For many people, teenage years are difficult. But as Michael Azzalina explains from behind his assistant principal’s desk at Price Elementary, his teenage years were literally life altering. Born into a large Italian family in Easton, PA, Mike grew up as a rather quiet kid. Surrounded by supportive family, friends, and teachers, he earned good grades and played on his school’s baseball team.
His simple and happy life became a little more complicated, however, when he started having what he calls “episodes”—fainting spells where he would lose consciousness for anywhere from ten minutes to over an hour. By the time he entered high school, doctors discovered Michael had something called neurocardiogenic syncope.
“It’s a really fancy way of saying ‘don’t get dehydrated,’” Mike laughs, as he points to several water bottles surrounding him. Keeping well-hydrated and taking medication seemed to help his symptoms, and Mike managed to maintain a typical teenage life. But one afternoon after a fall baseball practice, everything changed.
“It was September 7th, 2004. I left practice and went home. I walked into the house and my brother was home, but nobody else. I was on the phone with my best friend. My brother peeked into my room and said, ‘I’m running down to the grocery store,’ which was a block away. He said, ‘I’ll be back in ten minutes.’ I wasn’t supposed to be alone—I was supposed to have somebody with me because I had just changed medications.
I ended up making myself a sandwich and got myself a soda instead of water. I knew what I should’ve been doing, but being a 17-year-old, you’re going to do what you’re going to do. I started to walk down the steps… as I turned the corner, the last thing I remember is being very dizzy. I fell—a free fall about six steps—and hit the linoleum floor headfirst.”
Luckily for Mike, his best friend was still on the phone. When Mike didn’t respond to her shouts, she ran over to his house, arriving at the same time as his older brother. The two found Mike unconscious at the bottom of the steps. He was rushed to the hospital with severe brain and spinal injuries and put into a medically-induced coma. When he awoke, he experienced the unimaginable… he couldn’t remember anything.
“Retrograde amnesia is the exact term,” he explains. Mike’s lifetime of memories disappeared. His family and friends became strangers. In addition, immediately after his accident Mike found himself unable to walk. Through working with occupational therapists, neurologists and psychologists, and with the support of his family and friends, he gradually recovered, but it was an excruciatingly slow process. “Getting through that senior year in high school was probably the most difficult,” Mike admits. “Trying to relearn everything… My parents set up a schedule so that people could come visit me and try to rekindle every memory I had.”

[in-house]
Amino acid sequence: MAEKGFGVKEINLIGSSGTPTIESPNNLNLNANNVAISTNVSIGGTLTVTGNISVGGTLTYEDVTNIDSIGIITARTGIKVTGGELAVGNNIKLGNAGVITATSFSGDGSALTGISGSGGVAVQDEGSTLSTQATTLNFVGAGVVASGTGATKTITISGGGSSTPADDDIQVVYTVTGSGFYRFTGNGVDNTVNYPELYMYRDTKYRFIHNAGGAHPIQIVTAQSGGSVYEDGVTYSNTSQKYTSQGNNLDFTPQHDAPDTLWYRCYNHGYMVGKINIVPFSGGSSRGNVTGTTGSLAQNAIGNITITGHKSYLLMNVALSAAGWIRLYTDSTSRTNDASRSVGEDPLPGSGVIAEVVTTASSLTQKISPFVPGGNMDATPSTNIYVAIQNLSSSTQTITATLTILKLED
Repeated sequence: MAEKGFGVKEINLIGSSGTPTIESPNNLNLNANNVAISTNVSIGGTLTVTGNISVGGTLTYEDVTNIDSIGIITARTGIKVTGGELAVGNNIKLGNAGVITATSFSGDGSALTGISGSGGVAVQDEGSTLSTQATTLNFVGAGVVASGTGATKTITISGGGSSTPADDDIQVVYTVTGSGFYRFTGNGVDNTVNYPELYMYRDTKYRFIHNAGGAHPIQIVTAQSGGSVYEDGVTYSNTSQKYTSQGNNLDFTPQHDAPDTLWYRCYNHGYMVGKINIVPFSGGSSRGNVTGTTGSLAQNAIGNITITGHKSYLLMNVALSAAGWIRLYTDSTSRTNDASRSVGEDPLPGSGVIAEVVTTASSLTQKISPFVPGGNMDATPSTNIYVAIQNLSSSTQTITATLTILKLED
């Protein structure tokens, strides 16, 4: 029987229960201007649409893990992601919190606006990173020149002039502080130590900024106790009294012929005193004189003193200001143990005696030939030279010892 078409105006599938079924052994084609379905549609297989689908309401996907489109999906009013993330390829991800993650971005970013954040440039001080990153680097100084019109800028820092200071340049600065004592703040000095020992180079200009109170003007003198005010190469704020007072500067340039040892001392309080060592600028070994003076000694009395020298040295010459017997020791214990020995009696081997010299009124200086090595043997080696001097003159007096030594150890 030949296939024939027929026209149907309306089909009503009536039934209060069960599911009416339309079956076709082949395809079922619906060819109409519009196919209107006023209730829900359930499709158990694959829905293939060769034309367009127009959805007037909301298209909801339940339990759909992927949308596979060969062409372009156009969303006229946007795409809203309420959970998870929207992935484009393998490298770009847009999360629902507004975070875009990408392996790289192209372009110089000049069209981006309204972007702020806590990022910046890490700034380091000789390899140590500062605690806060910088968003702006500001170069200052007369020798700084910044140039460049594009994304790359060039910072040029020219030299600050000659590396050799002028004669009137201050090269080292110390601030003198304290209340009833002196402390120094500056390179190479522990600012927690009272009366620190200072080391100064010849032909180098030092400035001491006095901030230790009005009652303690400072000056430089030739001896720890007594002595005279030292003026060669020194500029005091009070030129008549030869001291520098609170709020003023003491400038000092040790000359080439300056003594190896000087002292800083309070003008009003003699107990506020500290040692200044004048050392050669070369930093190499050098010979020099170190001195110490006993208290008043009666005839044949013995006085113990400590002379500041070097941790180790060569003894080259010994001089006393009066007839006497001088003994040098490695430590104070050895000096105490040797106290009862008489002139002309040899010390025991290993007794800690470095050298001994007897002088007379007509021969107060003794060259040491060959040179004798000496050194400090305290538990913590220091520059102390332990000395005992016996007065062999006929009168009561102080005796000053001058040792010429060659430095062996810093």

The memories came back slowly, but the stumbling blocks in his recovery were numerous. Schools that had made offers for Mike to play baseball in college backed out. Writing became such a challenge that he switched from being left-handed to right-handed. He lost his sense of smell for years. And, unfortunately, the oncequiet, well-mannered and motivated student became unruly—kicking over garbage cans, failing, and physically lashing out at teachers.
It was this change that altered the course of Mike’s future forever. With baseball out of the picture, Mike thought about his experiences and kept coming back to the teachers who, despite the change in his personality, never gave up on him. He realized that he wanted to become an educator, working with children who may have experienced trauma to “give them the resiliency they need to get through it. Because that’s what these teachers had done for me.”
By the time he graduated college, the majority of Mike’s memories had returned. He earned a teaching degree from Elizabethtown College, and taught second grade in Manheim Township for eight years. He is now the beloved assistant principal at Price. Although his trauma changed the course of his life, Mike admits that it made him a better person. He shares his story to inspire struggling students and remind them that if he can overcome his obstacles, they can, too.
“My support system gave me that growth mindset of, I’m not stuck here. I don’t have to be stuck here. I can find a way to maneuver myself through this. I want to do that for these kids,” he says. Michael is living a life he didn’t originally imagine, but he wouldn’t have it any other way.